Once upon a time, there lived two brothers, John and Steve. John was a television reporter for ABC’s 20/20. Steve was on the faculty of Harvard Medical school. They both had horrible back pain.
They’d searched far and wide for a magical solution to cure their back pain. They tried every contraption and theory supplied by doctors. Unfortunately, nothing helped.
One day John met a shaman (doctor) named John Sarno. John Sarno had a magical cure for back pain. If you just said the magic words and believed them, your back pain would be cured. You had to say:
- There is nothing wrong with my back.
- The pain is all being generated by my head. It’s my brain trying to distract me from the emotional rage that’s I’m feeling based on repressed Freudian memories.
When John woke up the next morning his back pain was cured.
“Steve!” said John, “I have the most amazing news! I found the miracle cure. You just have to say the magic words.”
“John, you know I can’t do that,” said Steve. I’m a doctor and don’t believe in magic. Besides, Freud’s theories on repressed emotions were discredited long ago.”
So John lived happily ever after while Steve stayed in back pain.
(End of fairy tale)
This story is a close adaptation of reporter John Stossel’s segment about John Sarno on 20/20 from 1999. His brother Steve was teaching at Harvard Medical School at the time.
When I first heard the story, I remember thinking that Steve was right. John Sarno was obviously blowing smoke. In the years since then, I’ve realized that it’s not quite so simple.
The basic problem here was that what Sarno said seemed to work even though his theory was tragically flawed. Sarno theory involved Freudian repressed rage — a theory that was discredited a century ago. He was clearly grasping at straws.
But the part that made sense was that the pain wasn’t anatomical. It was coming from your head. This article from Vox does a good job summarizing Sarno. In the article, Cathryn Jakobson Ramin, author of the book Crooked: Outwitting the Back Pain Industry and Getting on the Road to Recovery says, “What he recommended as treatment was essentially cognitive behavioral therapy — elimination of fear avoidant behavior and catastrophizing — before anyone had ever heard of it and it’s exactly what is being used now to treat patients with central sensitization.”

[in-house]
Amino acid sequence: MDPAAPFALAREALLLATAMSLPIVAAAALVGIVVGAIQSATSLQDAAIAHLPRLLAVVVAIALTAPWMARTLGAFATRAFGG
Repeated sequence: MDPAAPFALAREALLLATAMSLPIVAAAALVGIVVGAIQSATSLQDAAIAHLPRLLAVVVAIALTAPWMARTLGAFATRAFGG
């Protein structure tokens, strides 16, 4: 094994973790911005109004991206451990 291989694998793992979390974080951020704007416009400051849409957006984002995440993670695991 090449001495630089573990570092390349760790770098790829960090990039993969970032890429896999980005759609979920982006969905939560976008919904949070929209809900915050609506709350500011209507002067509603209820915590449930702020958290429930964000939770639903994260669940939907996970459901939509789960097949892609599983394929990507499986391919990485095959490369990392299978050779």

My experience with chronic pain started around 2000. I had horrible wrist pain that wouldn’t go away. Luckily all my doctors told me that I didn’t need surgery. Though they didn’t give me any options of what I should do. Luckily I found Lisa Sattler who is one of the world’s best physical therapists for carpal tunnel. After a year of physical therapy with her, the pain went away.
Though the pain came back, as back pain, a few years later. I found the book Back RX to be very helpful. But as the back pain persisted, I got an X-Ray that showed a bone spur in my hip, “Aha!” I thought, “I’ll have surgery and pain will go away.”
“Not so fast,” said the surgeon. “Why don’t we inject some strong painkiller right into your hip. If the pain goes away we’ll do the surgery. If it doesn’t go away, the surgery won’t help.”
So I went into the doctor’s office and lo and behold, the pain didn’t go away with the painkiller. That got me thinking about Doctor Sarno again. I started to realize that the more stressed I became, the more my back hurt. Also, the pain would move around a lot which doesn’t make a lot of sense from an anatomical perspective. At this point in my life, I still don’t think Sarno’s theory makes sense; however, if I sit down and meditate, I can make most of my soft tissue pains go away.